The current shape of the Ford Mustang was designed more than 50 years after the very first ’Stang. There’s absolutely no mistaking it for anything other than the original car.
The front end features a low chin spoiler and a wide grille, in the middle of which sits the talismanic Mustang badge (you’ll struggle to find a Ford badge anywhere on the car). It leads to a pair of slightly recessed headlights that scream ‘Mustang’.
Head along the bonnet and you’ll eventually come to a comparatively small windscreen and subsequent glass areas that give the Mustang its traditional profile.
Meanwhile, the sides of the car retain the heavy sculpting and recessed panelling that first appeared on the original model. The sloping rear window and pronounced rear haunches lead to a conventional boot that’s flanked by the traditional ‘3-slash’ Mustang rear lights.
There’s absolutely no mistaking it for anything other than the original car.
What’s it like to drive?
There are a couple of engines available, the first of which is a 2.3-litre turbocharged 4-cylinder. It might sound good, but choosing that is like going on a distillery tour and asking to taste the mineral water at the end.
The other option is the 5.0-litre V8, which provides all the power you’re likely to need with a soundtrack that’ll make you feel like a NASCAR star.
The steering is quite slow and meaty, providing loads of feedback so you know exactly how hard the front tyres are gripping on a twisty road. Parking requires some arm-twirling though.
Body control is good, and you can change the settings for the steering, accelerator and traction control using a switch on the centre console.
The steering is quite slow and meaty, providing loads of feedback so you know exactly how hard the front tyres are gripping on a twisty road.
The outside of the Ford Mustang undoubtedly harks back to a glorious era when muscle cars ruled the roads. And the interior of the car also brings to mind the insides of those classic Mustangs.
As you get in through the vast doors and pull them shut with the straight door pull, you’ll see that the dashboard is large and vertical, and very traditionally styled.
Off to the right is the cluster of switches for the headlights and fog lights, which actually sit rather higher on the dashboard than is usual. A 12-inch digital display shows the rev counter and speedometer, and allows you to flick through various settings.
The centre of the dashboard contains a large touchscreen with Ford’s Sync 3 infotainment set-up. It responds pretty quickly to your touch and lets you control the audio, sat-nav, Bluetooth and car settings. It also accommodates Apple CarPlay and Android Auto, which are both easier to use.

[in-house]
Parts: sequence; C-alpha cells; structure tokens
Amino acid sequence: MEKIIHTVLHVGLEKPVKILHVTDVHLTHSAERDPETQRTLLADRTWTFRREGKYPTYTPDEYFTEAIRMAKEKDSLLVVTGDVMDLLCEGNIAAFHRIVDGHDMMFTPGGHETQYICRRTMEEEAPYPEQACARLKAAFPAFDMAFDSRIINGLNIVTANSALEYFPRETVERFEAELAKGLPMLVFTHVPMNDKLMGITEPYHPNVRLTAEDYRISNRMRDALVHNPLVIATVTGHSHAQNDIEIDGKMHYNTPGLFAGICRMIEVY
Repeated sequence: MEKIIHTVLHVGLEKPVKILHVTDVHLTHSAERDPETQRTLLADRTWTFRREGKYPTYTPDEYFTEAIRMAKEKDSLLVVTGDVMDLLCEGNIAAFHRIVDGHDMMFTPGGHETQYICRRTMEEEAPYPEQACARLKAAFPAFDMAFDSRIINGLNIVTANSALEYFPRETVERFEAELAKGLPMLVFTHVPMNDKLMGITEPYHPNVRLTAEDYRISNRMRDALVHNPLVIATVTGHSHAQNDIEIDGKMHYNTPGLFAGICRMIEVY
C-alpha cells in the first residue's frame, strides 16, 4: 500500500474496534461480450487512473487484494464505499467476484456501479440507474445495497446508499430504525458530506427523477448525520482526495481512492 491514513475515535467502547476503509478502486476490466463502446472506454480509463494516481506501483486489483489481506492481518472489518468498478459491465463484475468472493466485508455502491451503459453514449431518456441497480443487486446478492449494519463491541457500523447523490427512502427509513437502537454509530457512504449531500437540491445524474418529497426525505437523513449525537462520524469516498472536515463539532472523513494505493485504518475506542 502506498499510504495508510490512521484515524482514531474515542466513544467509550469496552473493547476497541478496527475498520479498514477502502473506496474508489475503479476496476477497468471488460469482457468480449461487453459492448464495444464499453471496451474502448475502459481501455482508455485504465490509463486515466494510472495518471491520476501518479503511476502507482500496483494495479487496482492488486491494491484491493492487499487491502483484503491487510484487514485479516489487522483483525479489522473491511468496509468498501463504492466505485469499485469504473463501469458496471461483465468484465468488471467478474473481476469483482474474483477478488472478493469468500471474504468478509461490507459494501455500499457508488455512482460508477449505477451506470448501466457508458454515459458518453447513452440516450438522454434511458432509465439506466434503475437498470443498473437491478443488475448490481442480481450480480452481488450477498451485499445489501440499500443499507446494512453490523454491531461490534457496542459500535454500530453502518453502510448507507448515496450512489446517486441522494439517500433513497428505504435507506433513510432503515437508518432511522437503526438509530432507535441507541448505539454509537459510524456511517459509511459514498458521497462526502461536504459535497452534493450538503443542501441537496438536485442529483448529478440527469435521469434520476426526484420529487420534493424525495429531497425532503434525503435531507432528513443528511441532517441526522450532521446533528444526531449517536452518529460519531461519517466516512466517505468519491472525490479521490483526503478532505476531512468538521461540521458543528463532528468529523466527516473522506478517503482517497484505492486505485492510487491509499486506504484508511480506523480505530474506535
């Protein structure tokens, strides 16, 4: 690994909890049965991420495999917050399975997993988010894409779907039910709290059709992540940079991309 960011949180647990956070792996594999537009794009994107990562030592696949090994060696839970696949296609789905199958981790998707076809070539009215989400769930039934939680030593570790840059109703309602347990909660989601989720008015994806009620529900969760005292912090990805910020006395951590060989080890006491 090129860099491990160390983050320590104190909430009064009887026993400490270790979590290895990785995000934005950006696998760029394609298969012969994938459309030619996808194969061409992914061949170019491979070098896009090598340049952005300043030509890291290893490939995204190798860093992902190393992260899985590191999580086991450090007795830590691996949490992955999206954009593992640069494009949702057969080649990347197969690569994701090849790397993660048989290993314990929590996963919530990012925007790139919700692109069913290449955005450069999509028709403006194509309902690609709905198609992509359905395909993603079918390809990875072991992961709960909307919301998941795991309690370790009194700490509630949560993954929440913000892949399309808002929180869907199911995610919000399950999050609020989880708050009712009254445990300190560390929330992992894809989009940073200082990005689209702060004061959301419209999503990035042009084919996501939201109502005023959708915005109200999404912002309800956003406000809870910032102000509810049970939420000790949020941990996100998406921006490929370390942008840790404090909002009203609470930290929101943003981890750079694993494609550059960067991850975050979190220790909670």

The climate control switches sit below this, and there’s a row of minor switches in front of the gear lever. Leather upholstery and electrically adjustable front seats allow you to get perfectly comfortable. Be aware the view out over each shoulder isn’t great.
Quality is acceptable, but you’ll notice the difference if you’re jumping out of a German rival into the Ford. Still, it’s fine on the whole.
The Ford Mustang looks like a pony car of old on the outside, and it provides traditional pony car accommodation on the inside.
What this means is there’s a whole load of legroom and headroom for the 2 front-seat occupants to enjoy. You’ll never feel cramped or hemmed in. And the good news is that even if you’re small, the driving position can be adjusted to make you feel comfortable.
Things are a bit tighter in the back, where 2 taller adults will find their knees rubbing the backs of the front seats. Headroom isn’t bad though. The 2 sculpted rear buckets are very supportive and can even accommodate an Isofix child seat.
The boot is a perfectly reasonable size for a few small bags or boxes, and you can fold down the rear seats to extend it, but the lip to lift items over is a bit high.
Running costs and reliability
A high-performance sporting coupe is never going to be the cheapest to run, and the big Ford proves it, although anyone considering a Mustang is doubtless aware of this anyway.
So, it won’t be a shock to see that the 2.3-litre 4-cylinder model does an official 31.7mpg, while the V8 does, ahem, 23.9mpg. Insurance kicks off at group 39 for the 2.3 model, while the V8 starts in group 43.
What cinch loves
What’s not to love? The Ford Mustang is a big, brawny and simple beast that has performance to spare and a hearty rumble that makes everything right with the world. It’s also roomy enough for 4 people, and the boot is just about big enough to carry most of their luggage.
It has the sort of looks that will make you smile as you walk up to it, and glance back when you’re walking away, and the interior has a great blend of modern technology and traditional style. If you can accept the fact you’ll need to fill it up quite often, you’ll have one of the most memorable motoring experiences around.